We drove to Harare with me sitting behind him, my gun pointed at his head in case they were trying something funny and the boy was sweating all the way. (Laughs)

We arrived in Mt Pleasant where the ceasefire headquarters were located and that’s when the liberation struggle ended for me. But I had wounds. I still had fresh wounds. They wanted to operate on me.

The person who saved me was the late General Muchemwa who oversaw my treatment. Only two years ago, I underwent an operation to remove some shrapnel. But I still have a shrapnel and a bullet in my body which they cannot remove.

Those ones I will probably die with. Maybe advances in medicine will come.

After 1980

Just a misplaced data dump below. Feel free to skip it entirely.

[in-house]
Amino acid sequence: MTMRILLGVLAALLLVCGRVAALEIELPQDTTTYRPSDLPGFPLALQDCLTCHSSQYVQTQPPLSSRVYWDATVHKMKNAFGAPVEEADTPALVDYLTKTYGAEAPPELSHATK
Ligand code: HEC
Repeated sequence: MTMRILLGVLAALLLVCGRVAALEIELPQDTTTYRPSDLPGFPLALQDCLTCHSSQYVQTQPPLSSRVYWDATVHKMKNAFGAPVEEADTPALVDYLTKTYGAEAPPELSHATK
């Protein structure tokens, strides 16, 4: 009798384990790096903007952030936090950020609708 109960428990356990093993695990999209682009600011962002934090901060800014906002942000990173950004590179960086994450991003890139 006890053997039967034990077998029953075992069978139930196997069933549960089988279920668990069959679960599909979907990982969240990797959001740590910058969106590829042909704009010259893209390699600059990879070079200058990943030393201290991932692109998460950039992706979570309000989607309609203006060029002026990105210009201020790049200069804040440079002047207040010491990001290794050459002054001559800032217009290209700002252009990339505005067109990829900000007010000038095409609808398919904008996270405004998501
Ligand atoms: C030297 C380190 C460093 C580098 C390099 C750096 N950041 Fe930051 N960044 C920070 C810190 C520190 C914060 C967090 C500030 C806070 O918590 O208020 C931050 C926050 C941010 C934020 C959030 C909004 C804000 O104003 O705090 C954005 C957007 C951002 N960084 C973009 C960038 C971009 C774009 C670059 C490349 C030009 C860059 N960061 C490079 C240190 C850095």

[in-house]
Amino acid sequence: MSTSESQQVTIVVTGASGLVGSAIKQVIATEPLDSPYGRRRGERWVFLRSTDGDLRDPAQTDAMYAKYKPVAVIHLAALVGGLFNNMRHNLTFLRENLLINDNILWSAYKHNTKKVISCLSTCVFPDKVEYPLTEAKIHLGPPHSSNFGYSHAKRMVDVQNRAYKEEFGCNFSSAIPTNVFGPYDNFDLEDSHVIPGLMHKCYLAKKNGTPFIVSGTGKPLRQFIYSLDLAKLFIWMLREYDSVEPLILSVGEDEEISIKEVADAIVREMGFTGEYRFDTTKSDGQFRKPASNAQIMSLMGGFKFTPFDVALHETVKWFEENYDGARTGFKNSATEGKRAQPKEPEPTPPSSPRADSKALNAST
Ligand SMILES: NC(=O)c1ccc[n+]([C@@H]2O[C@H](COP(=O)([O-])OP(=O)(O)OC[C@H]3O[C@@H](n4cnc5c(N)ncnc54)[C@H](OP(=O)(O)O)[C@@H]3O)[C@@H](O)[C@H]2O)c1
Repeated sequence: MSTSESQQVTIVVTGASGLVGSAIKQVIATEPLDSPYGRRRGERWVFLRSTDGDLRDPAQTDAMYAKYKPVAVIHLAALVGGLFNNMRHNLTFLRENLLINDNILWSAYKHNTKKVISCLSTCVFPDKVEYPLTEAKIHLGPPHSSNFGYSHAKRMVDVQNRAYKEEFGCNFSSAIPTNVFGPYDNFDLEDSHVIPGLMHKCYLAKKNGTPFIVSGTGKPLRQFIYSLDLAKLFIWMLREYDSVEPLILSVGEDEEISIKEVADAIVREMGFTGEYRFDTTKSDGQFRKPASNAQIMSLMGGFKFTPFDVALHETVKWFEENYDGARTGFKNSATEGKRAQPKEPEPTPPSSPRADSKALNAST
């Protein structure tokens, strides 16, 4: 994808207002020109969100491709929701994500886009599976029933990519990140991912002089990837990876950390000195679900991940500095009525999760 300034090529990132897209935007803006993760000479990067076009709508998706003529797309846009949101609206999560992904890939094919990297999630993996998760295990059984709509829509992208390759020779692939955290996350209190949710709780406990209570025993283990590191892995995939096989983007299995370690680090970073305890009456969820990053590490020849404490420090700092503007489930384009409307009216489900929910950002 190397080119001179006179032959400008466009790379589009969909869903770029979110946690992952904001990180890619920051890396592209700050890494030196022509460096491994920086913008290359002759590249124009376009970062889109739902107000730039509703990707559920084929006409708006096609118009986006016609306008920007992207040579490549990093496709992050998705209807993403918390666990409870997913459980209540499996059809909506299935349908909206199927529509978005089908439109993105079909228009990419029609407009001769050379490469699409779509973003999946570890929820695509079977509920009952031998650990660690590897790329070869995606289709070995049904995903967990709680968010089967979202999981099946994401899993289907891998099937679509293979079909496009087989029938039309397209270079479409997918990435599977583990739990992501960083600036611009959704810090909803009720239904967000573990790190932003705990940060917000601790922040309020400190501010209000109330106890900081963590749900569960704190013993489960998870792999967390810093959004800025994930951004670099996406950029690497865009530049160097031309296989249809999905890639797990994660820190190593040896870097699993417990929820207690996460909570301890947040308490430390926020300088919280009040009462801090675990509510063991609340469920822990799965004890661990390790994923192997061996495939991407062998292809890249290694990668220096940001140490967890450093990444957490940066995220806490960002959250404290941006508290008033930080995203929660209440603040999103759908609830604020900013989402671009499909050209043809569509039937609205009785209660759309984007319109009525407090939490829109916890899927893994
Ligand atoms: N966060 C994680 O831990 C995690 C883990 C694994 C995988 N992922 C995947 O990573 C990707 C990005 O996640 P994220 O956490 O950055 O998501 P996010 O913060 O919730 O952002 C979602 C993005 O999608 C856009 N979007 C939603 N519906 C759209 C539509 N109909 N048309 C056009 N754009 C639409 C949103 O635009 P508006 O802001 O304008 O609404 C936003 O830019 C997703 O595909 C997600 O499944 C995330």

At Independence, you know my story, I went to Matabeleland, 5 Brigade, then Mozambique, DRC, Somalia, Angola where we had deployed General Sibanda; first we had deployed General Nyambuya.

So that is my story in short. You need maybe a week for me to include all the details. I am happy that some of the people I went with, the likes of Air Marshall Shiri and Colonel Huchi, are still with us.

Unfortunately we lost Enest Mandizvidza in 1974. His body is probably in a mass grave.

We don’t agree with that programme of reburials, culturally.

If you know that this is a mass grave, protect it like we have done in Mozambique. Make a shrine. If you know the names of people that are there, etch them.

We should never take somebody’s bones from the ground. What if you take the wrong body? Never take the bones of the dead out the grave. Is it Satanism? Why do you want to disturb the dead?

It’s not our culture. It’s nothing

The ZDF Today

We remain resolute in defence of the Constitution, national sovereignty, territorial integrity and national interest for social and economic growth.